Trinity 17 – October 12th and 13th, 2019 – Luke 14:1-11
In the Name of the Father and the Son and the Holy Spirit +
Why do you do the things that you do? What causes you to make the decisions you make, to choose the choices in your life? When it boils down to it, why do you do the things that you do? For the Christian, the why of something, the reasoning why something is done is just as if not more important than the act itself. As Christians, we are to be focused on acting for the right reason, the right motivation – acting with the right intentions. So why do you do the things that you do? Our Lord is invited to a Pharisee’s house in our Gospel text – and there is a man there, sick with dropsy. And it was a Sabbath – and all these Pharisees are there watching Him, watching to see what Jesus would do. But they were already lost – what is much more important is why Jesus does what He does. And that is what Jesus tries to teach these Pharisees – this is why He asks them questions and then gives them advice – for the reasons why one acts are just as or more important than what is done.
You see, when it boils down to it – there are basically only two reasons why a person does something – greed or love. A person may act out of greed – act because he expects something to benefit himself. This is the way of the world – where decisions are made on the basis of what is best for me. This is the way of the world, where one holds a finger up to the air before acting, where one spends one’s time wondering what other people will say – and acting only if you will garner their praise. On the other hand, a person may act out of love – may act not thinking about himself or his own benefit – but act simply for the good and benefit of the neighbor. Now, this may require deliberation, it may require thought on how best to aid the neighbor – but there is no worry about what people will think, or even if they will notice. This love brings about acts that are done even when no one knows, no one sees, no one praises. This is the way in which a Christian is to approach his life – seeking to act out of love.
Jesus shows us today how foolish it is to act selfishly, to act worrying what the world will think of you. One Sabbath, when He went to dine at the house of a ruler of the Pharisees, they were watching Him carefully. And behold, there was a man before Him who had dropsy. And Jesus responded to the lawyers and Pharisees saying, “Is it lawful to heal on the Sabbath, or not? But they remained silent.” Here is the set up. The Pharisees have set a test for Jesus. Their traditions say that in order to make sure one Remembers the Sabbath Day, one simply cannot do any work on the Sabbath – and they watch Jesus to see if He would have the audacity to do work right in front of them. Now, Jesus could have been cowered, He could have thought, “Oh, I better just not do anything, these Pharisees might think poorly of me – they might even not like me, not invite me to dinner anymore.” Jesus could have thought how best to use the situation to His advantage – what can I do that will make these people like me more? But He doesn’t. Then He took him and healed him and sent him away. Simple. Jesus heals the guy. Why? Because he needed to be healed. . . and besides, living your life constantly worrying about what others think of you – bearing that burden of constantly trying to bribe people into liking you is folly.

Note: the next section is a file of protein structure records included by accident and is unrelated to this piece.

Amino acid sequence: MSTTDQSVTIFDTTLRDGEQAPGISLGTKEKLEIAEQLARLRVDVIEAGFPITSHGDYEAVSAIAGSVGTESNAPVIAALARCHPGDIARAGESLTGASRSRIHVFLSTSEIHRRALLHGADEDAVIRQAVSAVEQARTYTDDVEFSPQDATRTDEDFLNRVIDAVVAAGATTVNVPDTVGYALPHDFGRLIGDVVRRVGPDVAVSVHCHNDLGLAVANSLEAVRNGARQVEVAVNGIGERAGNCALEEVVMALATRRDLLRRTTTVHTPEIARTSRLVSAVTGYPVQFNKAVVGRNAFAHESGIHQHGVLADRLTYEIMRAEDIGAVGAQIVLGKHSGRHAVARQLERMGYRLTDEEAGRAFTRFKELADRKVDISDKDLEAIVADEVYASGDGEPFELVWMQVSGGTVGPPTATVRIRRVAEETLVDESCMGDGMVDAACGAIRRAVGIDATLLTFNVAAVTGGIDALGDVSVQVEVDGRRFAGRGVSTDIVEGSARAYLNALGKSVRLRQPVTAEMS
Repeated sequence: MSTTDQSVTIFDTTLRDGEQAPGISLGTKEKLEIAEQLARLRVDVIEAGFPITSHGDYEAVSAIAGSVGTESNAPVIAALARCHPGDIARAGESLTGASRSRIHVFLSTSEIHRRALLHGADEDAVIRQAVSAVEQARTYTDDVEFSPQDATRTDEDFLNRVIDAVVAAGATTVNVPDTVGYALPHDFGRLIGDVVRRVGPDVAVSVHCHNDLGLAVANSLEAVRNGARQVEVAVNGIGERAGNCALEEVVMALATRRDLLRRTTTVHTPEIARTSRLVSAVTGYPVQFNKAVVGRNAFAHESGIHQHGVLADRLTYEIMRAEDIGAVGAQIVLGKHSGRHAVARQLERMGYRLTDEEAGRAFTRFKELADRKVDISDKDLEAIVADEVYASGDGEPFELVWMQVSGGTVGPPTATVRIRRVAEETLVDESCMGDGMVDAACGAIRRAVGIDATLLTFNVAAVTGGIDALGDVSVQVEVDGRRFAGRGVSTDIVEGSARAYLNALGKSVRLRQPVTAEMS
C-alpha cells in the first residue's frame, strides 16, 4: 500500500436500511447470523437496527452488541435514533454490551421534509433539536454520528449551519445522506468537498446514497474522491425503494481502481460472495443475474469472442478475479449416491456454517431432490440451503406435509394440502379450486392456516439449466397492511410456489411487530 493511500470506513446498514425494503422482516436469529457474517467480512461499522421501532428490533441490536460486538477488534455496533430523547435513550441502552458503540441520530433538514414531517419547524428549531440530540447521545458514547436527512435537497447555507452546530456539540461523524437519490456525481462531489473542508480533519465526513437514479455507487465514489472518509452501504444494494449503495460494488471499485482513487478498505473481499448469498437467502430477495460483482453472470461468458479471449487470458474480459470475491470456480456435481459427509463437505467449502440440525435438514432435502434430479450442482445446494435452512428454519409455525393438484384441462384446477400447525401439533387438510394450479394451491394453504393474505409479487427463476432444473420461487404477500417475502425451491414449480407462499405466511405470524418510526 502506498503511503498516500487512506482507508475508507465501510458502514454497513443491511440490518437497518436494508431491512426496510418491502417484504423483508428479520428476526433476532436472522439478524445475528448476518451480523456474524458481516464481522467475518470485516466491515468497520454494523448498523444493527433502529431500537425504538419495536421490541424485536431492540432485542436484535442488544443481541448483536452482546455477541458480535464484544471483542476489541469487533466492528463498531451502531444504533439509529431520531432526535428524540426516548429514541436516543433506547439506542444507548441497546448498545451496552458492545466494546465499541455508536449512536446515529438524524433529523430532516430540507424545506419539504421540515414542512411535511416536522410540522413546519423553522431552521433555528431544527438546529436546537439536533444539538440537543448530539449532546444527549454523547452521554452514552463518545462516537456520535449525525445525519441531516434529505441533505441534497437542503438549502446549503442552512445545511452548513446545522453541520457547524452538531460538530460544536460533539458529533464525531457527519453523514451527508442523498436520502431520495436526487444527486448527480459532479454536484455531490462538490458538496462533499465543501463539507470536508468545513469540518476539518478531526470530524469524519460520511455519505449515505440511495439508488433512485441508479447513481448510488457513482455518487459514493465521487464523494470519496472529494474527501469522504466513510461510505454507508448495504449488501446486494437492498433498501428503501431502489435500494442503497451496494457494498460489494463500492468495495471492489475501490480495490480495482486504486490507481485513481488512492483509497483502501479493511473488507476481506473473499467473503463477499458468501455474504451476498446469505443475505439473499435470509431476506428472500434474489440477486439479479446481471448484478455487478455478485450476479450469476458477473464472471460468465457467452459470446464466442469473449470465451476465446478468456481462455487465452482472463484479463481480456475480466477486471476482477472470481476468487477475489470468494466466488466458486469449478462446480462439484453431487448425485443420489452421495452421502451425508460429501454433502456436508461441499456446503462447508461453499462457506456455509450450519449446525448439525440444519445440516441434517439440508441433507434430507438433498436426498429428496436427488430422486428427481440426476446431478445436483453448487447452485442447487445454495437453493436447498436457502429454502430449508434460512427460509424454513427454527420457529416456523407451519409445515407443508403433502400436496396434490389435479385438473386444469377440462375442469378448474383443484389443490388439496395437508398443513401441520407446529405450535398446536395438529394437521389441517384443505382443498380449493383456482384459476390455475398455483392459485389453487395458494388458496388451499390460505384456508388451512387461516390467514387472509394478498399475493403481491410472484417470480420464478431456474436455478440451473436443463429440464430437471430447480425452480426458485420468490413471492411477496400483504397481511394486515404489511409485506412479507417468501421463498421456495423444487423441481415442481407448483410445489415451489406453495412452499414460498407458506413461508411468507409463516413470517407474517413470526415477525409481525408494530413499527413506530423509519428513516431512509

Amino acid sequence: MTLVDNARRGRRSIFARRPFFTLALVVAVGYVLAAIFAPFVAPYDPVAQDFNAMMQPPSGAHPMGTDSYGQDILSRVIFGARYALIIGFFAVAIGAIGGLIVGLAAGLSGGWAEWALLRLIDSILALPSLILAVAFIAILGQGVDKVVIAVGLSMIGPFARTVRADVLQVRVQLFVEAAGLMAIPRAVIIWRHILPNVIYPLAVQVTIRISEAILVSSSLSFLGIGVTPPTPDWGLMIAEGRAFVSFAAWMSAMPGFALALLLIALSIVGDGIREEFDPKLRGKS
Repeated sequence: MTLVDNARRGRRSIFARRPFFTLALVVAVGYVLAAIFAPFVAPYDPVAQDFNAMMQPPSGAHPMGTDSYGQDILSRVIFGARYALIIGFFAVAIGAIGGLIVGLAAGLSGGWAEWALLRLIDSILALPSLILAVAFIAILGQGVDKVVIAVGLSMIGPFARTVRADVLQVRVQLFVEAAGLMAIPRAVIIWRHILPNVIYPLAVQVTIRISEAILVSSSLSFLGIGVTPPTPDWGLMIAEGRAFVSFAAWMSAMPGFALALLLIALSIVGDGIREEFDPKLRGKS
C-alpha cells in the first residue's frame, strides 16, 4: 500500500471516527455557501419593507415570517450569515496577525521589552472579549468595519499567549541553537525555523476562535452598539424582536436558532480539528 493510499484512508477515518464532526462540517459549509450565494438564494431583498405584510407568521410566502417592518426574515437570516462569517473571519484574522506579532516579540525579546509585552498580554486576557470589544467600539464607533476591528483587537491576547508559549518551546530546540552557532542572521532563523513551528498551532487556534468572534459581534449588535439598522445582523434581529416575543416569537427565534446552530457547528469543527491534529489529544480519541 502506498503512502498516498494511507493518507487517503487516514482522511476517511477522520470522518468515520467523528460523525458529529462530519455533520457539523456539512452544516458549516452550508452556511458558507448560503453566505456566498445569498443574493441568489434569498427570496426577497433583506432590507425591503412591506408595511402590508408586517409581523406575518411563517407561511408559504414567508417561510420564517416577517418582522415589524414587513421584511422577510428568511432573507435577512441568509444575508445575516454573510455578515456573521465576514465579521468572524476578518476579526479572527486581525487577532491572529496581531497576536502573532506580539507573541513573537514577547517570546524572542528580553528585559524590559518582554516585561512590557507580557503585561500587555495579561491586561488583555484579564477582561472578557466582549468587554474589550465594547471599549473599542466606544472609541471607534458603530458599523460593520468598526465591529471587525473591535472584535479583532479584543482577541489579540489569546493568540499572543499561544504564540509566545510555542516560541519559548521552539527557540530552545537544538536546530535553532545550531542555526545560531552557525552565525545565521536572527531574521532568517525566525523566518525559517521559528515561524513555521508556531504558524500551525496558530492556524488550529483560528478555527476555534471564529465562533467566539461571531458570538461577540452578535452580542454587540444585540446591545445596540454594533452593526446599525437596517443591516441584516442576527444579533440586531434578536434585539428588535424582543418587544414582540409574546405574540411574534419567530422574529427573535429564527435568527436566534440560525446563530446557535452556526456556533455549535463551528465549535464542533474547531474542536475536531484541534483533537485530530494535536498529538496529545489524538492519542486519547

You can’t keep it up – no matter how hard you try, no matter how much you dance the little dances you think they want you to – because human opinion is such a fleeting thing. Listen to the parable Jesus tells these Pharisees. When you are invited to a feast, do not sit down in a place of honor, lest someone more distinguished than you be invited by him, and he who invited you both will come and say to you, “Give your place to this person,” and then you will begin with shame to take the lowest place. If you live your life always trying and striving to have other people think better of you – to puff up yourself, to claim honor – you’ll not have it. It won’t last. That’s the thing about the world – it loves knocking heroes off of their pedestals, it loves scandal, it loves tearing people down. And that’s what you get whenever you live your life playing by the world’s rules – because it doesn’t matter how popular you are now, how many people like you now – someone “better” will always come along – and all of your striving and working will be for naught. Heartache and worry – all for nothing, only to be reduced to the seat of shame.